Philip Leers

Staff Spotlight: Philip Leers, Project Manager for Digital Initiatives

April 4, 2018
– By Lisa Aubry, curatorial intern

This post is part of a new series of interviews with staff members from our curatorial department.

Lisa Aubry: How did you end up at the Hammer? Did you know that you wanted work in a museum?

Philip Leers: I did my undergrad at the University of Chicago and studied film history and film theory. I got a masters in cinema studies, film history, and film theory at the University of Toronto. At that point I got interested in the archival side of things, so I got a second masters at UCLA in moving image archive studies. So I was not exactly working in the museum sphere the whole time, but I have always been interested.

My mom was a museum educator when I was a kid. I grew up in Pittsburgh, and I can remember when the Warhol Museum opened for the first time and all the Carnegie Internationals, which were big moments for me. For my first internship after my freshman year of college, I worked at the Warhol Museum, in their archives. It was something I always had in the back of my mind as I was working in the humanities, and I knew I wanted to work at a place where I was surrounded by interesting people and culture. When I was in grad school at UCLA I worked with the Getty Research Institute, and after graduation spent two years working at the Carnegie Museum of Art’s film and video collection archives. Around that time, I saw the listing for my current job at the Hammer, which seemed to me like an opportunity to continue what I was doing but to get into the digital space a little bit more.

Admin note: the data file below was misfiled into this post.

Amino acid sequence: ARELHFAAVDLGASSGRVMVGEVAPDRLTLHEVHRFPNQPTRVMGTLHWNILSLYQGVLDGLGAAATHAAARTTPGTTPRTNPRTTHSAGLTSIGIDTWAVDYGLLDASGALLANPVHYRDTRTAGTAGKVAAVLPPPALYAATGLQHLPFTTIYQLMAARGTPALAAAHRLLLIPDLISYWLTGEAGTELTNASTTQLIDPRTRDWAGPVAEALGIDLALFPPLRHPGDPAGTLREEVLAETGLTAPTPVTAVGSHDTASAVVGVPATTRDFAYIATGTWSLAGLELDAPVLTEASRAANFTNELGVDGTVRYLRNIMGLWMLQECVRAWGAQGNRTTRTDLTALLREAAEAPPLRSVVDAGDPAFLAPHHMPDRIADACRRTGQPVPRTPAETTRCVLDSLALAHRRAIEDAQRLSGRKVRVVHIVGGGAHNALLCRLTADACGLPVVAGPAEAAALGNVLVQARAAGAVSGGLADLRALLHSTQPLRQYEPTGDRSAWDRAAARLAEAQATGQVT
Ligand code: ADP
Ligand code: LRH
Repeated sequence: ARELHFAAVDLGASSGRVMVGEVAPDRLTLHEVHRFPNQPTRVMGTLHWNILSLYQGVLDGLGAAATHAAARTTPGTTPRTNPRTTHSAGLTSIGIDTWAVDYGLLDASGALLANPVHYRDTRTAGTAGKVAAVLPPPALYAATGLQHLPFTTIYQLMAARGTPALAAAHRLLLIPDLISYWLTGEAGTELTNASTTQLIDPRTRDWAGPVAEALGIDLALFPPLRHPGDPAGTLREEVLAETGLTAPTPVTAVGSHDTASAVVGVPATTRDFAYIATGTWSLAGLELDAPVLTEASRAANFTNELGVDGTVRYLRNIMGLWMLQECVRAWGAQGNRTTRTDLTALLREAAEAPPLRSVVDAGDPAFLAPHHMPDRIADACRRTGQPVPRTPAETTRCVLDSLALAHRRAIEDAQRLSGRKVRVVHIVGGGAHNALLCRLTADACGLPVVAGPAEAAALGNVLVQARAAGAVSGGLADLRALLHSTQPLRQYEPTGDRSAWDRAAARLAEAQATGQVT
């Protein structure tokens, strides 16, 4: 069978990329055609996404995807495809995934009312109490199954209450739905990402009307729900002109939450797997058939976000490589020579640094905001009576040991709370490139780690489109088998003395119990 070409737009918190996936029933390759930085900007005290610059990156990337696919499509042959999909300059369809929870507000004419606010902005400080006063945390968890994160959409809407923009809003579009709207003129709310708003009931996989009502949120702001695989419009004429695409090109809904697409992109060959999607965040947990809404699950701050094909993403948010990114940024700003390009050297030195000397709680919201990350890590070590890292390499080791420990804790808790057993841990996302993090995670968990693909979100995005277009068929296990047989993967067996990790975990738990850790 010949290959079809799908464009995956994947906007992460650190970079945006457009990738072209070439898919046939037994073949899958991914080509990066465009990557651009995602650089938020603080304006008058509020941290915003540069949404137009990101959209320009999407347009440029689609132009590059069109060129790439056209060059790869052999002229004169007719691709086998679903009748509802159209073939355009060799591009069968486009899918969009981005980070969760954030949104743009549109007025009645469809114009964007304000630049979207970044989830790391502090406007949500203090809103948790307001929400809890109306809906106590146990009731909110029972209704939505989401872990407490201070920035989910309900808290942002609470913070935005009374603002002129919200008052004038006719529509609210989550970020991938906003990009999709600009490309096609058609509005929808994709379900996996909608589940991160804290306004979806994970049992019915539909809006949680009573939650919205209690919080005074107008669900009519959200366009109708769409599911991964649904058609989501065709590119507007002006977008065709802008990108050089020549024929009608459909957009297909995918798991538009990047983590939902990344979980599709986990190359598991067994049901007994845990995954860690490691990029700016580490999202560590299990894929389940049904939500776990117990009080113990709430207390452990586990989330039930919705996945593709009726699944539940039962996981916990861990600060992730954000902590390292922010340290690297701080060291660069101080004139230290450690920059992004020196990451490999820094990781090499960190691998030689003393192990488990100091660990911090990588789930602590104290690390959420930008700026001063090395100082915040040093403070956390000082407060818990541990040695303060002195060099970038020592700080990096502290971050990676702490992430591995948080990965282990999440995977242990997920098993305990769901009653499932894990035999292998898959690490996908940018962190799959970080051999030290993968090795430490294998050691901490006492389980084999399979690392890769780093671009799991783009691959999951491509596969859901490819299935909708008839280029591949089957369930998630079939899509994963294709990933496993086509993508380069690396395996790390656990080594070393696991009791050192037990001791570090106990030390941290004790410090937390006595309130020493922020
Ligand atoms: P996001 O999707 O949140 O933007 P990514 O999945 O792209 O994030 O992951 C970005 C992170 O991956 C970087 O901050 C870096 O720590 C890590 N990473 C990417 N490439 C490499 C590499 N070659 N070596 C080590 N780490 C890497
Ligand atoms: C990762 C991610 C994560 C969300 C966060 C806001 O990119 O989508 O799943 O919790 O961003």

What does your job entail? What is your favorite part of this job?

Project Manager for Digital Initiatives is a position that was created when the Hammer received a grant from The Andrew W. Mellon Foundation. The goal of the grant is, broadly speaking, to create web resources for our website based on the museum’s exhibition history and collections. These resources, which we call digital archives, are scholarly websites that provide a range of materials highlighting important aspects of the Hammer’s exhibition and collection history. Building these archives involves a lot of preparation: identifying exhibitions and areas of our collection to highlight; doing research on the work, including rights and reproduction research; getting work photographed; making sure that the cataloguing information on the works is correct and consistent; and having new web templates built for our website to hold this information.